The dancing in general was good and I managed to dance with most of the ladies, but once or twice I had to sit down. The music was not inspiring me, this group was mixed and while some were happy to be doing their ganchos and lifts in the centre of the room, for me if the music was not right, I would rather sit it out. That is not to say I spent the whole evening sitting down, when there was traditional tango playing I was never short of a partner, but I still do not understand why when there is so much good tango out there people feel the need to be clever with the music.

We again had to leave early as I am up at five the next morning, I cannot complain as only five years ago I would be lucky to get one tango outing in a fortnight. The sudden increase in tango in this area is largely due to the efforts of Anthony, and for this I am grateful, but (isn’t there always a but) I wish he would share my passion for the tango greats. Tango for me is all about the music, we dance first with  our ears, the feet move only in response.


Filed under Dance Venues and Schools, milonga

Running and Walking

I was not able to attend the Monday class this week. Viv made me go to work on my bike so that she could have the car. She is a bit laconic about the class, so I cannot report much, other than it seems for once  the numbers must have been more or less balanced, as she spent some time sitting out.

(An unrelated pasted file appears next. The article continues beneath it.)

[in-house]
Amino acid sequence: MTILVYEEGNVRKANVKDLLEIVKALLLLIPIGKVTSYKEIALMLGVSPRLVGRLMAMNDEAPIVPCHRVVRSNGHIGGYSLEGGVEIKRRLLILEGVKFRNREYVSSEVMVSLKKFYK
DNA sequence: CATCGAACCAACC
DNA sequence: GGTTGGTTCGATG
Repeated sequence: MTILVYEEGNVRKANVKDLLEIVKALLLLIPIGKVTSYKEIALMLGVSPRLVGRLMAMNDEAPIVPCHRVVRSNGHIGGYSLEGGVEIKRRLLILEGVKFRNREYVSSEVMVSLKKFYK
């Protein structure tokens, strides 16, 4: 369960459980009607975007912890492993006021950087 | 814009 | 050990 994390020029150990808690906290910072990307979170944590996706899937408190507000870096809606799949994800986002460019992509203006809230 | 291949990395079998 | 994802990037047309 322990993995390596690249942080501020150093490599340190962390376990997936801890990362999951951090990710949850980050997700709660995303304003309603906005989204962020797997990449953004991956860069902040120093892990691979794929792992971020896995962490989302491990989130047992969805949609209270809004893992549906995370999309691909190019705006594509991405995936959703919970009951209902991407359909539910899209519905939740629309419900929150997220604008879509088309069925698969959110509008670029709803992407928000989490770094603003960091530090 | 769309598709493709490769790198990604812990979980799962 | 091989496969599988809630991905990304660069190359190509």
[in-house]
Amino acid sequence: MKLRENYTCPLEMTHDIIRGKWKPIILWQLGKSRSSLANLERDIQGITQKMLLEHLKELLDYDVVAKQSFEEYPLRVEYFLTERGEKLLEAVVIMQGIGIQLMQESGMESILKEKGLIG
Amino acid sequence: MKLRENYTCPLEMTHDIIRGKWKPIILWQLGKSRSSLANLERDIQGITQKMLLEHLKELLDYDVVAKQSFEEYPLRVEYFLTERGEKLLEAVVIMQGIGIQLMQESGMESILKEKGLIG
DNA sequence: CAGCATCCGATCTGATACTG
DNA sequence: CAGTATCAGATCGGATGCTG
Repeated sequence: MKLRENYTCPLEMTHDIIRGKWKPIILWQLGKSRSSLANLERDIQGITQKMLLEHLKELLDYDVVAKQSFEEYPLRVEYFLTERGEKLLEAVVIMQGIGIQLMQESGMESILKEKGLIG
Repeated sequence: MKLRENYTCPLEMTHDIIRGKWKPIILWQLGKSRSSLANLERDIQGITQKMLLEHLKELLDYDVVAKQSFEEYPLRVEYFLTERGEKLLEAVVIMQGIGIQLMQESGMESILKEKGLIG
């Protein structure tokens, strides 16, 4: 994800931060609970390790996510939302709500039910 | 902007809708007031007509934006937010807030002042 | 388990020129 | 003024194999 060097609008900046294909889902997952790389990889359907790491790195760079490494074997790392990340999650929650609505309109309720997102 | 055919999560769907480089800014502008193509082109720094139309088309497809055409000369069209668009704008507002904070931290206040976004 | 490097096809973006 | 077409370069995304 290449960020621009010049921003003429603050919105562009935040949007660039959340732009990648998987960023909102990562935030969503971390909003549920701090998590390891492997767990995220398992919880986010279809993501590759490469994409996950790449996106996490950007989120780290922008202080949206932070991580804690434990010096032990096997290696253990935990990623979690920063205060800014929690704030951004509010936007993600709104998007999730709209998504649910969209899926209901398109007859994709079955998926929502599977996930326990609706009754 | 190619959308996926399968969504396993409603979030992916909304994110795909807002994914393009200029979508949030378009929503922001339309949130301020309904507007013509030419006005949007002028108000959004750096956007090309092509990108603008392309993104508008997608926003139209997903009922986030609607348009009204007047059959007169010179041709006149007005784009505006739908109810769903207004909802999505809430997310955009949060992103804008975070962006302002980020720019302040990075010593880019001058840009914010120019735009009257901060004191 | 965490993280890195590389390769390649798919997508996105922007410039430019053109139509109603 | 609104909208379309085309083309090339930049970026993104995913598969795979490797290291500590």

We returned to Shrewsbury again, and as usual I did my best to spread myself about (Tango Slut). Again I spent a lot of time explaining to the ladies how to do a good giro. So much depends on them doing it well, and every time I got a good sidestep I would reward them with a nice secada.

The need to keep the feet down was the theme of Sharon’s Class, great fun was had trying to keep bits of red paper under foot. Later I had the opportunity to point out how keeping the feet down gave the opportunity for many beautiful moves.

Later in the Coracle we had a lively debate on moves. While some felt that they were being deliberately held back, I do not think my argument was convincing enough. Tango, unlike other dances does not rely on set piece moves, the basics all need to be in place, then and only then can some improvisation take place.

The move under discussion needed a giro step executed well before it can be performed, and my view is that the level we are at at the moment is not yet high enough.

I recalled our first real tango in Spain many years ago. A lovely couple (who later invited us to their home, just because we tango) complained that they had walked to Madrid and back in the class. They were having the basics driven into them, even though they taught classes in London.

In the end I think that there is no real answer to those who think they can learn moves. Only time will show them the error of their ways. We all start off wanting to move like Copes and it takes years before we realise that it is not the moves, but the way we move that makes the difference.

Tango, the only place where you learn to run, before you realise you cannot walk.